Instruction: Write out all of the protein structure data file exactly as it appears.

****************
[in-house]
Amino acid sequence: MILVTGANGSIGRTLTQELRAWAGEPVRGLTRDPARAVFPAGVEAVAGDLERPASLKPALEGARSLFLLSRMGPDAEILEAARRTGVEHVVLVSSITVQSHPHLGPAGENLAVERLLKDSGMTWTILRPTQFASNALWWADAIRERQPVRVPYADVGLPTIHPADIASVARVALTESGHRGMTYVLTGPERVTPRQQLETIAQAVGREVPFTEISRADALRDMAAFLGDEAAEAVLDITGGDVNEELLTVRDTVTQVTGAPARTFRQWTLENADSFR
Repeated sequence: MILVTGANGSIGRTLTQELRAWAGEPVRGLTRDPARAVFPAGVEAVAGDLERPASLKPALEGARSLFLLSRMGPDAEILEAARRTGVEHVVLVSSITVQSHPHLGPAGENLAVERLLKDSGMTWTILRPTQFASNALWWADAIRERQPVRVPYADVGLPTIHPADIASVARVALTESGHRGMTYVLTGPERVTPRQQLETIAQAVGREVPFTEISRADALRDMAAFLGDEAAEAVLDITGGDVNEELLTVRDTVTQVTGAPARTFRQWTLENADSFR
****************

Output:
[in-house]
Amino acid sequence: MILVTGANGSIGRTLTQELRAWAGEPVRGLTRDPARAVFPAGVEAVAGDLERPASLKPALEGARSLFLLSRMGPDAEILEAARRTGVEHVVLVSSITVQSHPHLGPAGENLAVERLLKDSGMTWTILRPTQFASNALWWADAIRERQPVRVPYADVGLPTIHPADIASVARVALTESGHRGMTYVLTGPERVTPRQQLETIAQAVGREVPFTEISRADALRDMAAFLGDEAAEAVLDITGGDVNEELLTVRDTVTQVTGAPARTFRQWTLENADSFR
Repeated sequence: MILVTGANGSIGRTLTQELRAWAGEPVRGLTRDPARAVFPAGVEAVAGDLERPASLKPALEGARSLFLLSRMGPDAEILEAARRTGVEHVVLVSSITVQSHPHLGPAGENLAVERLLKDSGMTWTILRPTQFASNALWWADAIRERQPVRVPYADVGLPTIHPADIASVARVALTESGHRGMTYVLTGPERVTPRQQLETIAQAVGREVPFTEISRADALRDMAAFLGDEAAEAVLDITGGDVNEELLTVRDTVTQVTGAPARTFRQWTLENADSFR